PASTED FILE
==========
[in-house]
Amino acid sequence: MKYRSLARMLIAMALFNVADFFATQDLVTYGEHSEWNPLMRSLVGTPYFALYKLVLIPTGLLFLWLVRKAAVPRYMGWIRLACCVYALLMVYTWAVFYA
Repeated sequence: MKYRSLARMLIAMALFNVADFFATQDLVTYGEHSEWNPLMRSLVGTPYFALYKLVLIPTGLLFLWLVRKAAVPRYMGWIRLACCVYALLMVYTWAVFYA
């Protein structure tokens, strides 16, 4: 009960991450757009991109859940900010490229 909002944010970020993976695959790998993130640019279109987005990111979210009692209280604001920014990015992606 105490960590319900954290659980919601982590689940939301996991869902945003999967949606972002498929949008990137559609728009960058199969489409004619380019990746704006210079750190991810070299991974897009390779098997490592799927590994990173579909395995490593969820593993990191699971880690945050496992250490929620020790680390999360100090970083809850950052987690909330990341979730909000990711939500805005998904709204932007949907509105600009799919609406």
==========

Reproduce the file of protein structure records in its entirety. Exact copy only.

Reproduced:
[in-house]
Amino acid sequence: MKYRSLARMLIAMALFNVADFFATQDLVTYGEHSEWNPLMRSLVGTPYFALYKLVLIPTGLLFLWLVRKAAVPRYMGWIRLACCVYALLMVYTWAVFYA
Repeated sequence: MKYRSLARMLIAMALFNVADFFATQDLVTYGEHSEWNPLMRSLVGTPYFALYKLVLIPTGLLFLWLVRKAAVPRYMGWIRLACCVYALLMVYTWAVFYA
């Protein structure tokens, strides 16, 4: 009960991450757009991109859940900010490229 909002944010970020993976695959790998993130640019279109987005990111979210009692209280604001920014990015992606 105490960590319900954290659980919601982590689940939301996991869902945003999967949606972002498929949008990137559609728009960058199969489409004619380019990746704006210079750190991810070299991974897009390779098997490592799927590994990173579909395995490593969820593993990191699971880690945050496992250490929620020790680390999360100090970083809850950052987690909330990341979730909000990711939500805005998904709204932007949907509105600009799919609406």